Skip to content

On American cars, at least this quarter

Monday, 15 August, 2011

The convo on Twitter goes as follows:

GT: Did the Chevy Volt not sell to Americans because their target demographic grew up in a world where you didn’t buy American-made cars? Yes.

AS: Are you certain its not because it is a $40K Cruze styled like a Wal-Mart stereo?

GT: I have yet to see anything environmentally friendly that has looked ‘hot.’ I have read that’s not what greens are looking for.

First of all, I actually found myself at a Walmart [sic] this weekend and took a moment to actually look at the radios and such on offer. I was mistaken in my assumption that these noise machines were as obnoxiously and needlessly decorated as they were in the 1980s and 1990s. They tend to be excessively plain, and very few. The store offered only one AM-FM radio and it was a particularly stark $19 Emerson-branded unit which would be fully recognizable if I took it back to 1965. I suspect this is because the folks who are shopping for a radio today are primarily interested in being able to read the analog dial without their reading glasses.

What I intended to imply about the Chevrolet Volt was not that it was “hot” and therefore desirable, but rather that it was needlessly decorated and, not only in this way, unappealing to the core demographic of thirty-to-fifty-something tech weirdos. The real killer was the story going around soon after the first retail deliveries which pretty much read:

You know that cool thing we said this car would do that makes it so different from the Prius? Uh, yeah. It doesn’t actually do that.

You also have the issue of having to buy one from a Chevrolet dealer.

About the target demographic not buying American cars: Now that Honda is having parts-supply issues, and Toyota has those issues and the lingering suspicion regarding its throttle control, someone had to be a winner for the heart and mind of Joe Golfer. Joe Sixpack isn’t in the market for a new car this decade. The winners are Hyundai, not really a surprise with the Sonata being the best regarded car in its class,  and Ford. I know Ford isn’t doing well with the MySync issues, but the rest of the car is brilliant. This isn’t just me saying, they are moving all the Fusions and Fiestas they can ship. I don’t know what’s up with the Focus.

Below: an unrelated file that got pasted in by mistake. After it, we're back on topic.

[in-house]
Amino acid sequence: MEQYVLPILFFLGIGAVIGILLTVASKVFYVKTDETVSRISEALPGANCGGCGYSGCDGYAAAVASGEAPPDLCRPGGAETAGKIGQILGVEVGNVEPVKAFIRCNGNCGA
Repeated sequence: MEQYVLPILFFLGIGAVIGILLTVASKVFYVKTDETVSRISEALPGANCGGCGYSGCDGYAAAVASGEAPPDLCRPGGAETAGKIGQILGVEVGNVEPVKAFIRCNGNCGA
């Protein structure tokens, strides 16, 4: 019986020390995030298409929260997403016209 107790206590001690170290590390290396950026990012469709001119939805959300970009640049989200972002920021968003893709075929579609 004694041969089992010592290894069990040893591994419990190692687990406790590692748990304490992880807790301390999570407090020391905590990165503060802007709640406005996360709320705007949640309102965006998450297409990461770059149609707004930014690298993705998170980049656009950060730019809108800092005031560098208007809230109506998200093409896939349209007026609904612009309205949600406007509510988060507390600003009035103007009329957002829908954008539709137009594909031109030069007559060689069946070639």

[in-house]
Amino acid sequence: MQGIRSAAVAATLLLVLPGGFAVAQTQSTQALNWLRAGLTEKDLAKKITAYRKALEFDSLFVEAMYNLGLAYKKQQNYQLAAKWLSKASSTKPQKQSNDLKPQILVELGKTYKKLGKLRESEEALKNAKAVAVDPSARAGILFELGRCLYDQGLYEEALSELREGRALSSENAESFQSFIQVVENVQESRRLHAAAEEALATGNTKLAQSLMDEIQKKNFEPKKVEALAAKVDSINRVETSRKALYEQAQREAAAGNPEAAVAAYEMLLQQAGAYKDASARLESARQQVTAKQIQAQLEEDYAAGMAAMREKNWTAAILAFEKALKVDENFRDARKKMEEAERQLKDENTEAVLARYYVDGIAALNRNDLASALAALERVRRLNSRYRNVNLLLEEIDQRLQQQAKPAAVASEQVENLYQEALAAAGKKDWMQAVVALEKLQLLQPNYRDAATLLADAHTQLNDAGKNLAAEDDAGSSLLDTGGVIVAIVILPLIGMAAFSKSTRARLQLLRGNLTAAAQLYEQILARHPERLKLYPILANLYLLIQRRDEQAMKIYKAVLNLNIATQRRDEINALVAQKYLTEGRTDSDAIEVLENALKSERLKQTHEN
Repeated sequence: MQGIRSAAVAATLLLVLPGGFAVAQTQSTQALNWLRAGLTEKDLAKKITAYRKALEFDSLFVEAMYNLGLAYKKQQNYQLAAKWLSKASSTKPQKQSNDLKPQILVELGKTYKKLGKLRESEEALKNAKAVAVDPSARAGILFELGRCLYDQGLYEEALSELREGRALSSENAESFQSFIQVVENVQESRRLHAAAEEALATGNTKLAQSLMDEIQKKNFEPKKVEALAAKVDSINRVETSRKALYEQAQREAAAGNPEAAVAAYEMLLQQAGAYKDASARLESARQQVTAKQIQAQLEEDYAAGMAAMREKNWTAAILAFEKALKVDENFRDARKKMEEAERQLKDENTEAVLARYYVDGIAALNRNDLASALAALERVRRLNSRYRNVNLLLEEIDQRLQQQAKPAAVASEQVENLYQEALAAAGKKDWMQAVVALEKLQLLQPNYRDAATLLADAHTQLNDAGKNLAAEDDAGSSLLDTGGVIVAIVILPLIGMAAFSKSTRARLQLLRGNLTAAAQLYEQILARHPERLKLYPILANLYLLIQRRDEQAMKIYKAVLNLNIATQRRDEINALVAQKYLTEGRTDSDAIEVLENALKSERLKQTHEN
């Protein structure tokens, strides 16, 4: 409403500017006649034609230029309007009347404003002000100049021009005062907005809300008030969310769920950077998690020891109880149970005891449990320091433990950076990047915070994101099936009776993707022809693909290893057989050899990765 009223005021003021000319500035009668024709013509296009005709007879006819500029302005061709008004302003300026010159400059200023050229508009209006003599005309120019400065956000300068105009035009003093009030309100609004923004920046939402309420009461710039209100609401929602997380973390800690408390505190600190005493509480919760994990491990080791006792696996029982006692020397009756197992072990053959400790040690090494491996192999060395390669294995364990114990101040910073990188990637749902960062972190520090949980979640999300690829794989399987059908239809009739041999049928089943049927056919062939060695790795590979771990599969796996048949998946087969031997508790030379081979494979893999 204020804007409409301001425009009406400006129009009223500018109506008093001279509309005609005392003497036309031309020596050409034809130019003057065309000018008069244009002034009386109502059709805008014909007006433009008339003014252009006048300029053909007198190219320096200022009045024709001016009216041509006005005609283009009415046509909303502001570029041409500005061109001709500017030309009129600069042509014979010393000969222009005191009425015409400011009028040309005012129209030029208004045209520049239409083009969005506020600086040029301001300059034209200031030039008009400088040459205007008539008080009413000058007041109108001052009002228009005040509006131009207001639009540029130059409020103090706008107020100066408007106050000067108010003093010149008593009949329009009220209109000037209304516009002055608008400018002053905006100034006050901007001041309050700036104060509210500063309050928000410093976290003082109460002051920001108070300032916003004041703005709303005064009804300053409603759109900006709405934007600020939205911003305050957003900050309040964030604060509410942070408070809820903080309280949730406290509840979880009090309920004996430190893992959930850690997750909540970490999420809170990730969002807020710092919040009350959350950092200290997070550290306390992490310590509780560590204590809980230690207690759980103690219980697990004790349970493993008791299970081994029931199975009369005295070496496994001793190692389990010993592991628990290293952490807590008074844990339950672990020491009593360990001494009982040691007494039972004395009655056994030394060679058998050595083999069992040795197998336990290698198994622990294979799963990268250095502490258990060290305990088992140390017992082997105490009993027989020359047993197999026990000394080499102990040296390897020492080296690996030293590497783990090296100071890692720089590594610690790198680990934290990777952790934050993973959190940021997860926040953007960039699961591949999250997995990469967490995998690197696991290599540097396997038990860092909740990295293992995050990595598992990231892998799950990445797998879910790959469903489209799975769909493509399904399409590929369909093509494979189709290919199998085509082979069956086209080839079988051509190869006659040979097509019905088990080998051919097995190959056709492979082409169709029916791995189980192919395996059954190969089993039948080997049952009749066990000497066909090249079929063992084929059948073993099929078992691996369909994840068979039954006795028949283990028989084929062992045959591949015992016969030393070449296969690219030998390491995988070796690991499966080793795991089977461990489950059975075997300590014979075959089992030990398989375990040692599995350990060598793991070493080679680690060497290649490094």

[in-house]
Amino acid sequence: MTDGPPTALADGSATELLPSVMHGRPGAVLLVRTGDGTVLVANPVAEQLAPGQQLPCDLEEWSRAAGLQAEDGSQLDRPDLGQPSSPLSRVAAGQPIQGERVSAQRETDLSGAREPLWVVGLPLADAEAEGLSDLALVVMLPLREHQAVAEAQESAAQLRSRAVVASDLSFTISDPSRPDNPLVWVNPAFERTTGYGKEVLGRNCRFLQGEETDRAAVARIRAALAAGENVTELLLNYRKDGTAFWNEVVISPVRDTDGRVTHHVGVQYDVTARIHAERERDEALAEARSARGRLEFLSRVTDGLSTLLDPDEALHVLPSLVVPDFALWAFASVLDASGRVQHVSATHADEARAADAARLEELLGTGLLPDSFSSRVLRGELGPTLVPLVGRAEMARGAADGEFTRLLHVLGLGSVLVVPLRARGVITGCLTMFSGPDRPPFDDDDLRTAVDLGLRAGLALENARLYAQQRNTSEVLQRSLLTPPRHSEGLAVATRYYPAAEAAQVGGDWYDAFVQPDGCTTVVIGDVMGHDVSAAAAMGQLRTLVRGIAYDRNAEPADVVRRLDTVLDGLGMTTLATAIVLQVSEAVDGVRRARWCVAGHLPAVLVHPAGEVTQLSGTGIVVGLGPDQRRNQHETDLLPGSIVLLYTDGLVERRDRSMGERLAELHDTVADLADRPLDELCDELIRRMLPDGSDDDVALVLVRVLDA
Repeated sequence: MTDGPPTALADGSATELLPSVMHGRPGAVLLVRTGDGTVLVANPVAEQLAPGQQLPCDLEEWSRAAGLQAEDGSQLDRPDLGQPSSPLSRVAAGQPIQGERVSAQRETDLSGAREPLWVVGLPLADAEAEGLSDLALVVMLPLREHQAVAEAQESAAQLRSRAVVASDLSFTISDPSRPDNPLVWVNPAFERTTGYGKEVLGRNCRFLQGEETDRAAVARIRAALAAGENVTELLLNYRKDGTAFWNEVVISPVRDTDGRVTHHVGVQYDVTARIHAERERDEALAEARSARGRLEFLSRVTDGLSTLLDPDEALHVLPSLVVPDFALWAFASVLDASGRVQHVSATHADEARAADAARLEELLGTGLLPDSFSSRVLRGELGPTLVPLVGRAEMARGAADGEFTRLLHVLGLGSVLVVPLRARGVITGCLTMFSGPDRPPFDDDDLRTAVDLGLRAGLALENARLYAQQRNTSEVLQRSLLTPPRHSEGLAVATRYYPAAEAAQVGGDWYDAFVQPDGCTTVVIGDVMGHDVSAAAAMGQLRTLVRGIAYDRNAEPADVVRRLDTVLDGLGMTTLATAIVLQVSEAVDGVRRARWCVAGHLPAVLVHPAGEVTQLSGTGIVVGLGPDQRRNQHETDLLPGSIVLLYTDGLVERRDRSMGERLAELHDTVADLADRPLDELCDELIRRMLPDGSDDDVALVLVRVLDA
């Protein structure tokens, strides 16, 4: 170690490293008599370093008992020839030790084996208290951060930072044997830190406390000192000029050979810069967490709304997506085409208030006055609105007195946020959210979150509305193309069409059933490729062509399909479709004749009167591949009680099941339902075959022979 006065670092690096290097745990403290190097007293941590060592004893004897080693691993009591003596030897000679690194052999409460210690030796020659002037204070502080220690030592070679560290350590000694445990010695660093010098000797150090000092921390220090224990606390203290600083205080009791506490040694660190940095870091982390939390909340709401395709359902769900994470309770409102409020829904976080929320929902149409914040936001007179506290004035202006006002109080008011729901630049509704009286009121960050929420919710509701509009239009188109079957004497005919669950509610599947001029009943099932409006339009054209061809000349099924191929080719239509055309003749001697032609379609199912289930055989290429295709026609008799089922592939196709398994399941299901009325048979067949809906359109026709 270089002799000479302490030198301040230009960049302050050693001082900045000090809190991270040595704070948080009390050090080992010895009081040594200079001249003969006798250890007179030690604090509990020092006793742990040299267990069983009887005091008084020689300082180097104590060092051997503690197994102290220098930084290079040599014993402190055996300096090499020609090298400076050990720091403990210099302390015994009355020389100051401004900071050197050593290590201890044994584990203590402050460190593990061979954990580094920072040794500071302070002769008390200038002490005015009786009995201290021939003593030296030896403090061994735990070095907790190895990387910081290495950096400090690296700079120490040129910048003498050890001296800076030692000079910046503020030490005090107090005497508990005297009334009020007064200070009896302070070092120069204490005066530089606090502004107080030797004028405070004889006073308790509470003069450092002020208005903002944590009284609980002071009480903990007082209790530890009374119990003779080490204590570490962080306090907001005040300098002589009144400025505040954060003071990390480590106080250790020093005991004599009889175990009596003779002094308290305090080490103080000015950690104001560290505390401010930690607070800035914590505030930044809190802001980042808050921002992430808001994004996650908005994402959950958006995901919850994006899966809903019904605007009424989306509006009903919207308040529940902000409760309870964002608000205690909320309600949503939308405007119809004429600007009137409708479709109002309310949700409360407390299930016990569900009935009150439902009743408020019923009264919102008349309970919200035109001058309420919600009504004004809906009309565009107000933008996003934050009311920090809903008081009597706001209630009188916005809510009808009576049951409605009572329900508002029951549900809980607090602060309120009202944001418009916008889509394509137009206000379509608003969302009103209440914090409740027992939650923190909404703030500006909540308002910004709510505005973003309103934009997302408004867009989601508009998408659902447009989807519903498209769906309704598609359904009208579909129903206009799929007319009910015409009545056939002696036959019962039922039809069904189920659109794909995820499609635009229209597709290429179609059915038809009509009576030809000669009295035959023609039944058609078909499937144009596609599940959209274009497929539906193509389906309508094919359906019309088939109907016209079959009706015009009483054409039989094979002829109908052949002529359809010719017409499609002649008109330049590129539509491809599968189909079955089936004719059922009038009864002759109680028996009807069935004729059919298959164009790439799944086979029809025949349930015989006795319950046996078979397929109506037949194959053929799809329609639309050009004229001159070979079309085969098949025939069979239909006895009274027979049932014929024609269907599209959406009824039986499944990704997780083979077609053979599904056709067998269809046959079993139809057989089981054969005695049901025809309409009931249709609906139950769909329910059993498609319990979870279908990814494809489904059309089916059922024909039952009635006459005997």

Around here, I don’t see many Fiestas but Austin is all about the a and c segments. Every other car is a Civic, Corolla, Cavalier [sic] and 20% of all the Fiat 500s sold so far have been delivered through Maxwell’s Fiat of Austin (which is in a mall, by the way). I’ve seen more Cinquecentos on the road than Volts by a couple of decimal points. Then again, Austin was crawling with Smarts until the most beloved smart center in North America had its ticket pulled. I can’t imagine where they went.

As a noted apologist for American cars, I remain shocked Ford is getting all this business. The car business is really screwed up right now, with values all over the place and trade-in value often being more than private sale value. Some new cars are selling for less than the “value” of a same-model three-year-old used. Nobody knows what’s doing, least of all me. If I had an alternative I’d seriously consider selling the $5500 Corolla I bought for the $8200 it is now “worth”.

In this madcap environment Ford, Hyundai and Nissan, as of last month, are doing monster business. The target demos are not categorically neglecting American cars, as Ford is in there someplace. GM is another matter. I’d like to just look over a Volt, but I feel like I need a shower just driving by a Chevy store.

  1. Graeme permalink
    Monday, 15 August, 2011 8:51